Rationality and self-knowledge in delusion and confabulation: implications for autonomy as self-governance

Lisa Bortolotti, Rochelle Cox, Matthew Broome and Matteo Mameli

in Autonomy and Mental Disorder

Published on behalf of Oxford University Press

Published in print April 2012 | ISBN: 9780199595426
Published online February 2013 | e-ISBN: 9780191754739 | DOI:

Series: International Perspectives in Philosophy & Psychiatry

Rationality and self-knowledge in delusion and confabulation: implications for autonomy as self-governance

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The main purpose of this paper is to explore the implications of the epistemic faults of delusions and confabulations for the autonomy of the people affected by these conditions. The issue whether autonomy is compromised and to what extent is of great practical relevance. Do people affected by psychiatric disorders that manifest with delusions and confabulations have capacity to consent to treatment? More generally, should they be allowed to make, and be deemed responsible for, significant decisions that affect their well-being?

We propose to look at autonomy as self-governance and to make a distinction between (a) whether one has the capacity to govern oneself and (b) whether one is successful at governing oneself. We argue that the capacity for self-governance depends on the capacity to develop a self-narrative which encompasses the capacity to endorse attitudes and actions on the basis of reasons. Success in self-governance depends on the coherence of self-narratives and on their correspondence to real life events.

Our thesis is that, in most cases, people with delusions or confabulations have the capacity for self-governance, but are unlikely to be successful at governing themselves. This is because they are likely to demonstrate failures of rationality and self-knowledge that impact on the coherence of their self-narratives and the correspondence between these narratives and real life events. The notion of rationality we use in this chapter is a comprehensive notion of rationality for beliefs, which encompasses procedural, epistemic, and agential considerations. It addresses whether there is consistency between a person’s beliefs and other intentional states; whether a person’s beliefs are well supported by, and responsive to, the evidence available to that person; and whether a person can defend her beliefs with reasons and act in accordance with her beliefs. By self-knowledge we mean knowledge of one’s own present and past attitudes, dispositions, and actions, based on introspection, testimony, memory, self-observation, and inference from one’s own behaviour.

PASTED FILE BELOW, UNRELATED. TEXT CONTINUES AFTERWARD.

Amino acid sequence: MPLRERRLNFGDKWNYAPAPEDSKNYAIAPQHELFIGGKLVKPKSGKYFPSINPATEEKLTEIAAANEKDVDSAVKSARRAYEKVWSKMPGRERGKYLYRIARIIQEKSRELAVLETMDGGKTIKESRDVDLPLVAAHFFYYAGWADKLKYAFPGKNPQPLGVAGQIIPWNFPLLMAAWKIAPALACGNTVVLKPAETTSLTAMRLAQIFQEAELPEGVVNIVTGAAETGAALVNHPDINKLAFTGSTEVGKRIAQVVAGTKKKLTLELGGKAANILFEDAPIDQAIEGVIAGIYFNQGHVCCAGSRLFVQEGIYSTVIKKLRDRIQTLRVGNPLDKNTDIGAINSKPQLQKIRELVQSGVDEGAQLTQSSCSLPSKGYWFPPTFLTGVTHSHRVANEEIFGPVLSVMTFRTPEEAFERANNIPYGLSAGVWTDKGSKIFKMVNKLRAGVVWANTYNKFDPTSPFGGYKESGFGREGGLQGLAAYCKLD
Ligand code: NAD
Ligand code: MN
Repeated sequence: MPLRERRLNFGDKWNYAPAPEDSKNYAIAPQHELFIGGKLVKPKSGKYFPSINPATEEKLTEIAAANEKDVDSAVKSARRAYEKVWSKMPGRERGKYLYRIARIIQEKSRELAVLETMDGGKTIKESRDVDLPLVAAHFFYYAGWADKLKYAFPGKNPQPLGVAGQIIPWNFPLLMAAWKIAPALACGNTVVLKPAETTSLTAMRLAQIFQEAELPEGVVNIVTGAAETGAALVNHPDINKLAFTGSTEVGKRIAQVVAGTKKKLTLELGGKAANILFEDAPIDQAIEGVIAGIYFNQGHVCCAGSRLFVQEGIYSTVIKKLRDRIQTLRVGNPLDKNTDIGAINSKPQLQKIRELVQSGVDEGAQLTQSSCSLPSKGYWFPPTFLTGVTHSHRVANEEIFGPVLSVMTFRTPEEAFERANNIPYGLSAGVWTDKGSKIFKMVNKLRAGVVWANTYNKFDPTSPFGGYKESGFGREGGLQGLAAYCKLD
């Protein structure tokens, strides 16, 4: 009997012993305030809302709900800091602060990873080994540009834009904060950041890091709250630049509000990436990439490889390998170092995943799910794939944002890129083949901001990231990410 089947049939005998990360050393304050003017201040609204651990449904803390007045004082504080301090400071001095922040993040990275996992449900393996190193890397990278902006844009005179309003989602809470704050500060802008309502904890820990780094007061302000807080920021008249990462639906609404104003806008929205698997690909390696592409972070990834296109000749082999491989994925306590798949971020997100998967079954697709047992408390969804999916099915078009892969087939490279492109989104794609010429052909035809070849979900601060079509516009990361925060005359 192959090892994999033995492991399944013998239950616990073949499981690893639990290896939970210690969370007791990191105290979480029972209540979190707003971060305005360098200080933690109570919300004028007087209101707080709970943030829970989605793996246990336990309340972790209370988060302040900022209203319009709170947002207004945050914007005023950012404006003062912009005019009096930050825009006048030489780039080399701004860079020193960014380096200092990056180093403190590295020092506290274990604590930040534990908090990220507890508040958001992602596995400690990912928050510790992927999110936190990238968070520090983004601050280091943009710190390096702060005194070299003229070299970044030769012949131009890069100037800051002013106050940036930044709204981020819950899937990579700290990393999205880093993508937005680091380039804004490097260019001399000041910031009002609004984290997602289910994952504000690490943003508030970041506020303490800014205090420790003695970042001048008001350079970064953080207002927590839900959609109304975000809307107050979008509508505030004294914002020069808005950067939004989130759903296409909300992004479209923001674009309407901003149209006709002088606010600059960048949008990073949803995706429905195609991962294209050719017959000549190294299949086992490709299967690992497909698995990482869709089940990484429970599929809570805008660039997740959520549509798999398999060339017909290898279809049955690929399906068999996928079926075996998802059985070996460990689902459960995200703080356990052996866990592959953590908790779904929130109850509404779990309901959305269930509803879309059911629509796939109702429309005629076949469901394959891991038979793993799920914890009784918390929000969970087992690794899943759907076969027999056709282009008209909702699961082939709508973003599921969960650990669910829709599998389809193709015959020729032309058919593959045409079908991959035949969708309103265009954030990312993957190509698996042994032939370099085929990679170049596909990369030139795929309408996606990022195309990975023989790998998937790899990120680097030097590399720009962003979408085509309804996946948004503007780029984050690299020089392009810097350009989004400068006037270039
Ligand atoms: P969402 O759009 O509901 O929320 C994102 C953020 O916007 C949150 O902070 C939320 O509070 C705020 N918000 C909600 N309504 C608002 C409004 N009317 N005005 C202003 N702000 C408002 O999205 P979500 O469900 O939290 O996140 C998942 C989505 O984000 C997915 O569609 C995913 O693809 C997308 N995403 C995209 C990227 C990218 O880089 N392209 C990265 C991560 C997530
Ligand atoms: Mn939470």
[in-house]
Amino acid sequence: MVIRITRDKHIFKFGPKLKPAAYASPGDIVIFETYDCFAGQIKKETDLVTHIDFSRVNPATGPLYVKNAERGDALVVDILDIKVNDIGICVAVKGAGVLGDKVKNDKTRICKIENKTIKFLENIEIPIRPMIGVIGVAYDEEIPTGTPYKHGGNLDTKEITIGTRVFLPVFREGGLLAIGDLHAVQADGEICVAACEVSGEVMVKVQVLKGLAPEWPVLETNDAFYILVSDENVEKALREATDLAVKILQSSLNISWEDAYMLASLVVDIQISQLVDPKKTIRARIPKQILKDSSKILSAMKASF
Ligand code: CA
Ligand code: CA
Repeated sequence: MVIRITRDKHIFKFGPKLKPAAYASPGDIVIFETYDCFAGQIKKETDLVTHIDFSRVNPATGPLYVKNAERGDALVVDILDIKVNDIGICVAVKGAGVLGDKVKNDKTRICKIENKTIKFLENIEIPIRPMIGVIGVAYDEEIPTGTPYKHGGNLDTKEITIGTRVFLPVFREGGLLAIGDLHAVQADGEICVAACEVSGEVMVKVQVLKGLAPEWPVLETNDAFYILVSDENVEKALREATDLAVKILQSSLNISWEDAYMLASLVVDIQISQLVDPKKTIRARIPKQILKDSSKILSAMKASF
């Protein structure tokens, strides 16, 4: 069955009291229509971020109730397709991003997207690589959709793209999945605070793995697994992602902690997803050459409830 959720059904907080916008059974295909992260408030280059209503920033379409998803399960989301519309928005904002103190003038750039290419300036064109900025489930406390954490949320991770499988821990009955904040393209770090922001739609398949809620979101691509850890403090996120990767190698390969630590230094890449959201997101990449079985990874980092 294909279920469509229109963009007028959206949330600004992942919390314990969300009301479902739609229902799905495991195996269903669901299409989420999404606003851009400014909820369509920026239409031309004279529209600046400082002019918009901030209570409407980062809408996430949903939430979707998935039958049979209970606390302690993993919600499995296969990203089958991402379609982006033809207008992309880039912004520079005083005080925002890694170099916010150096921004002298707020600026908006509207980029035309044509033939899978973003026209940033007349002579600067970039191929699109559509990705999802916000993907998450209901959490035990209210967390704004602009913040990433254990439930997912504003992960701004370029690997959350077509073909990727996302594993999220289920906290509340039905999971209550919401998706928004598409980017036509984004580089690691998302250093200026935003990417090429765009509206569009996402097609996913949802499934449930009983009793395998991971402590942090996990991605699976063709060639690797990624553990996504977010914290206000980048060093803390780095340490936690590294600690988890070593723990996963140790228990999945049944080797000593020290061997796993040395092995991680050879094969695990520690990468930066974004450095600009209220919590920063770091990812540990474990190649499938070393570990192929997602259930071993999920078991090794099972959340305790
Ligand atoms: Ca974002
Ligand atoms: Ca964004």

Although in some cases the very capacity for self-governance may be compromised (e.g. in ‘primary’ delusions where no reasons are offered in support of the delusion or in delusions and confabulations which occur at advanced stages of dementia), our claim is that having delusions and confabulations does not necessarily imply a lack of capacity for self-governance. That said, delusions and confabulations interfere with the exercise of self-governance.

In Section 5.2, we argue that people with delusions and confabulations typically experience failures of rationality and self-knowledge. In Section 5.3, we sketch an account of authorship, a person’s capacity to determine what to believe, intend, and do based on what she thinks are her best reasons for those beliefs, intentions, and actions. This capacity is important as it allows people to take responsibility for their own attitudes and integrate them in a personal narrative that underlies the conception of themselves as autonomous agents. In Section 5.4, we suggest that authorship makes a contribution to self-governance via the construction of self-narratives. The attitudes that can be ‘authored’ (deliberated about or justified on the basis of reasons) are likely to play a significant role in people’s narratives. As a result, breakdowns of authorship can ensue in unsuccessful self-governance. In Section 5.5, we review some attempts to describe delusions and confabulations as unreliable self-narratives. In Section 5.6, we draw some general conclusions about the discussion of self-governance in people with delusions and confabulations, and we think about possible implications for policy.

In the paper we argue that, in most of the relevant cases, the best thing to say is that people with delusions and confabulations retain the basic capacity for self-governance but are unlikely to be successful at governing themselves due to their typical failures of rationality and self-knowledge. Failures of rationality and self-knowledge are also present in people without delusions and confabulations and they interfere with the exercise of self-governance in these cases too. However, the failures of rationality and self-knowledge that occur in delusions and confabulations may have more serious consequences, for instance by impairing social functioning.

Chapter.  8185 words. 

Subjects: Psychiatry

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